Human emotion is the one constant in the Cosmicomics: jealousy, irritation, pride, generosity, and love. The most beautiful of all the stories may be that one quoted at the start, "All at One Point," in which people are "packed in like sardines," along with their furniture, their laundry, "all the material that was to serve afterwards to form the universe." They are stuck there until one of them, Mrs. Ph(i)nk0, exclaims, "Oh, if I only had some room, how I'd like to make some tagliatelle for you boys!" At that moment, Qfwfq and the others begin to picture "the space that her round arms would occupy," the space for the dough, the flour, the wheat for the flour, the sun on the wheat, the galaxy to harbor the sun . . .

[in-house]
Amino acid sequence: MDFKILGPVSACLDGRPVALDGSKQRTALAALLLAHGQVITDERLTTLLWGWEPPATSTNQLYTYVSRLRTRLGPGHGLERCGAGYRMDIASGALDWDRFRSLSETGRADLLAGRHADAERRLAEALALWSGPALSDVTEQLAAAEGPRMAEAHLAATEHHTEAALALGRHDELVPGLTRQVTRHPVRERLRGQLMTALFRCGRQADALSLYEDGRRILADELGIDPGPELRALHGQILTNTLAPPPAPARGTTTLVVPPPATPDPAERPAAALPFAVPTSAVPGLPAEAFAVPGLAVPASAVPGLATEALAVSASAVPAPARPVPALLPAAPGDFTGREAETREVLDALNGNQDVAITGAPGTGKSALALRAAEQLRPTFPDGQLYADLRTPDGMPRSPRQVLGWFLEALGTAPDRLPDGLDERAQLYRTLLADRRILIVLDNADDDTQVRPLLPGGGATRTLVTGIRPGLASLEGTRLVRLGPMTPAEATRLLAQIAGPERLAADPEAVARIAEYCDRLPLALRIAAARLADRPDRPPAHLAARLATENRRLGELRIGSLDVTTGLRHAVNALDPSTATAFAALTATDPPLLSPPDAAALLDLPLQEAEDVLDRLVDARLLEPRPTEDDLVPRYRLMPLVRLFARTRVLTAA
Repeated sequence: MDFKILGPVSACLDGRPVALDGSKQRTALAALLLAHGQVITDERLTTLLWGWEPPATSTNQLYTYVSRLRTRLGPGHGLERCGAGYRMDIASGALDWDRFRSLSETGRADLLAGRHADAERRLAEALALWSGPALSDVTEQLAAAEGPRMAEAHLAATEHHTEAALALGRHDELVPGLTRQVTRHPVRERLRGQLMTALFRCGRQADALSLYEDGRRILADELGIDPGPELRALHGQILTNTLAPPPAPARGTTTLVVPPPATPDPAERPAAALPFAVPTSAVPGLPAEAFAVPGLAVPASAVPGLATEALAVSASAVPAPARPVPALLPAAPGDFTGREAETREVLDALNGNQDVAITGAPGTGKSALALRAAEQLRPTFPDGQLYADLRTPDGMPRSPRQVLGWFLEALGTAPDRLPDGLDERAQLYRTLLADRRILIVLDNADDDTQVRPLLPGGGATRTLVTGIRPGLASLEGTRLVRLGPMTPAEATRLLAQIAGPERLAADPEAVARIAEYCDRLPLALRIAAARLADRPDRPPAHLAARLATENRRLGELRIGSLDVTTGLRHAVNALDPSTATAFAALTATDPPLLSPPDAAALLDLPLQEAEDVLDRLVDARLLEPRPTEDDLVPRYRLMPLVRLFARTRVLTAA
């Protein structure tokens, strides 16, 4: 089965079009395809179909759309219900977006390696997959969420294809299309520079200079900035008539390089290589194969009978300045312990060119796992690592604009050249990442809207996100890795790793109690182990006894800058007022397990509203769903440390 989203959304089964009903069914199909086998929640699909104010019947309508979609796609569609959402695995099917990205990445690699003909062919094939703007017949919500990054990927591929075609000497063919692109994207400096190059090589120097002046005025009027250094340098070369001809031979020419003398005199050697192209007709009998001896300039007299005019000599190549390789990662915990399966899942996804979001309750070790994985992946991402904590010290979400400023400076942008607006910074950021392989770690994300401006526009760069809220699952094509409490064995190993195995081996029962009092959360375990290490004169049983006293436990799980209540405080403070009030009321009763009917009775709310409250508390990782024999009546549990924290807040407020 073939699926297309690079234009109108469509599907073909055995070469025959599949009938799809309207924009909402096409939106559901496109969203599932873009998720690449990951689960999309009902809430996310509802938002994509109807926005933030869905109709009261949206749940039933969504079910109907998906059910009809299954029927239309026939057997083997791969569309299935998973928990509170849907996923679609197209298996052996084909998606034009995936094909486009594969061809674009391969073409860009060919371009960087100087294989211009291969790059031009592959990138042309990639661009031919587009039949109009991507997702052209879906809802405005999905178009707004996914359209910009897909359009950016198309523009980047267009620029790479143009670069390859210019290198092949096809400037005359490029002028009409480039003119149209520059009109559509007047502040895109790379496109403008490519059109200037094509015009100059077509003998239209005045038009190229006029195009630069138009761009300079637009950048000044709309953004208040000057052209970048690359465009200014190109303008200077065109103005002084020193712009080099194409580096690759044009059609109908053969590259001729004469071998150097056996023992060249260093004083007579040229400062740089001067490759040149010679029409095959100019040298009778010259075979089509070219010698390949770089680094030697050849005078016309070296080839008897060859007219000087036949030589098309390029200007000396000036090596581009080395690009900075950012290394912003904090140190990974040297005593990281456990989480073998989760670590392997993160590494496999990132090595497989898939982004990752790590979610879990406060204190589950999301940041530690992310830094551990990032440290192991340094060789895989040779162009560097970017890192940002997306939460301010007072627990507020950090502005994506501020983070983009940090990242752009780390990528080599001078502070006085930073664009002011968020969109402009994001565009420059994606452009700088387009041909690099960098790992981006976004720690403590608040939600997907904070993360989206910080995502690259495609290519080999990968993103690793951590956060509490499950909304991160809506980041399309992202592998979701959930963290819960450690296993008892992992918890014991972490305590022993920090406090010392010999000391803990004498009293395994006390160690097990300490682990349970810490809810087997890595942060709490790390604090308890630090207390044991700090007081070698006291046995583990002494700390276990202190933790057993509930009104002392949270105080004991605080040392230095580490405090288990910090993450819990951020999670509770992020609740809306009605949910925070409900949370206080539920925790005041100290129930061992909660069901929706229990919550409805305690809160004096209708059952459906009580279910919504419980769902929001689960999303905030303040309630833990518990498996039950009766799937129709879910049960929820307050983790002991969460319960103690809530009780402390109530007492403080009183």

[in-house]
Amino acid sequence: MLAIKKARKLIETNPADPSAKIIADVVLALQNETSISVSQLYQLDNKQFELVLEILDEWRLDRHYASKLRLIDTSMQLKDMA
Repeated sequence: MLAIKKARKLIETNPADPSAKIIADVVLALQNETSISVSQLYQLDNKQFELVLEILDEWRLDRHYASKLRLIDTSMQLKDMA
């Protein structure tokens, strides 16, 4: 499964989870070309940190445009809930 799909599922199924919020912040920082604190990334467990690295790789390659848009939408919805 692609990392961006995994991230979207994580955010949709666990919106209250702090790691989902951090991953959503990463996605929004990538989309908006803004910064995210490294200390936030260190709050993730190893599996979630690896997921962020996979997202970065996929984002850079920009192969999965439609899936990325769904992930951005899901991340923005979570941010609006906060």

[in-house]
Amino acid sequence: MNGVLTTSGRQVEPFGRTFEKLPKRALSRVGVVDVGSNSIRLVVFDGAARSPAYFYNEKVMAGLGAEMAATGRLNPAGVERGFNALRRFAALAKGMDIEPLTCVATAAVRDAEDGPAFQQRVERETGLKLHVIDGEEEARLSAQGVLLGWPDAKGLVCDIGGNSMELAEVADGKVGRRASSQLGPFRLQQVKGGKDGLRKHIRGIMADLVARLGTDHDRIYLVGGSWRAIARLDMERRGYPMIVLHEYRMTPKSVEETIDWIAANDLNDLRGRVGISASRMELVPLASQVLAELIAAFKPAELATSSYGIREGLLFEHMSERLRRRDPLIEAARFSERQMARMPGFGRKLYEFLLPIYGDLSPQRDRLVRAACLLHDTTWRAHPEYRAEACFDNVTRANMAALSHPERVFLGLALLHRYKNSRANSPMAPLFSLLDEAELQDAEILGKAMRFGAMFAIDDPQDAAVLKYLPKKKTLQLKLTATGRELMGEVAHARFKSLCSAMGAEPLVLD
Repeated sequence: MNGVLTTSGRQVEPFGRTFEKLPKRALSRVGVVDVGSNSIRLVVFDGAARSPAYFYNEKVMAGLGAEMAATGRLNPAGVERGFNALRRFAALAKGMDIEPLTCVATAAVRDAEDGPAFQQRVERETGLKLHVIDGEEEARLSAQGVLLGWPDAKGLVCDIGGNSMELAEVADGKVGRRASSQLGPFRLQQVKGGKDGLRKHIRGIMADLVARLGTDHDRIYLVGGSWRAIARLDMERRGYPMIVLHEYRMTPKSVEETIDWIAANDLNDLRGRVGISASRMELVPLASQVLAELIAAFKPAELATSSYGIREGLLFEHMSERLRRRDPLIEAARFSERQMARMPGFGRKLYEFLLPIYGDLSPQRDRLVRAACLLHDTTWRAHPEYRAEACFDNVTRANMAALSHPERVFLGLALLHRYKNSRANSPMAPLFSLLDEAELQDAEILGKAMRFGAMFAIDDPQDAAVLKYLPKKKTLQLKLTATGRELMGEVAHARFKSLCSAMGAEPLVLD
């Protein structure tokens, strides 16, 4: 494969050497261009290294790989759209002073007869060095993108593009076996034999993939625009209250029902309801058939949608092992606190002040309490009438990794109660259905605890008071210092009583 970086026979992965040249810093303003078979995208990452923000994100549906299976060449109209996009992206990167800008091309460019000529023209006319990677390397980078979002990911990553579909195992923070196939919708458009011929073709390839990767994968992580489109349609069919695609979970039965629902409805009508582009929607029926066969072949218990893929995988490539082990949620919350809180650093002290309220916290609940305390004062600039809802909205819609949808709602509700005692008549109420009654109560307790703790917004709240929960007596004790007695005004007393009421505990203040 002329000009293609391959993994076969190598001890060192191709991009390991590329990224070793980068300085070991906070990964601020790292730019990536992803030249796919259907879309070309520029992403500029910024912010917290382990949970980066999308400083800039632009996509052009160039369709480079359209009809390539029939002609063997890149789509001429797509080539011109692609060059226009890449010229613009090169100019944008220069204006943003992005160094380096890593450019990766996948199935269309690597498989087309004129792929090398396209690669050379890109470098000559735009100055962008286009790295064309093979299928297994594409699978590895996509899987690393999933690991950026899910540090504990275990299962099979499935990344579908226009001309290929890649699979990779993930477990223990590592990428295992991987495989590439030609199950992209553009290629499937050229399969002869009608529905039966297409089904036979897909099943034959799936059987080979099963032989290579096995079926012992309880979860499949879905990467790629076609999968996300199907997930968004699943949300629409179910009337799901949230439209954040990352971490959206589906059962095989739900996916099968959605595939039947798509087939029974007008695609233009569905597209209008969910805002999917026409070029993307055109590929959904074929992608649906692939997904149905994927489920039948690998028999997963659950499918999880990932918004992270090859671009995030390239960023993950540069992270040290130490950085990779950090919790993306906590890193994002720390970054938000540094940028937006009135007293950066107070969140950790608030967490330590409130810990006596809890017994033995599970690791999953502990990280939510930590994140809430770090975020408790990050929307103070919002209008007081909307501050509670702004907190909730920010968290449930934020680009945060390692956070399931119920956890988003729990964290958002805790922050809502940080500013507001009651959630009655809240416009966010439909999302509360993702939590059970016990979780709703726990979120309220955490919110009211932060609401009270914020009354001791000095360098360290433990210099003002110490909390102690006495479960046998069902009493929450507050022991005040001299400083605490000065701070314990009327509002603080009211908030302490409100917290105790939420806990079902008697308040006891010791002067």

The Complete Cosmicomics
By Italo Calvino
Penguin Classics, 402 pp., £20

In the act of making pasta, the universe can be imagined—and, in that moment of generosity, imagination, and love, Calvino says, our world and all of us were born.

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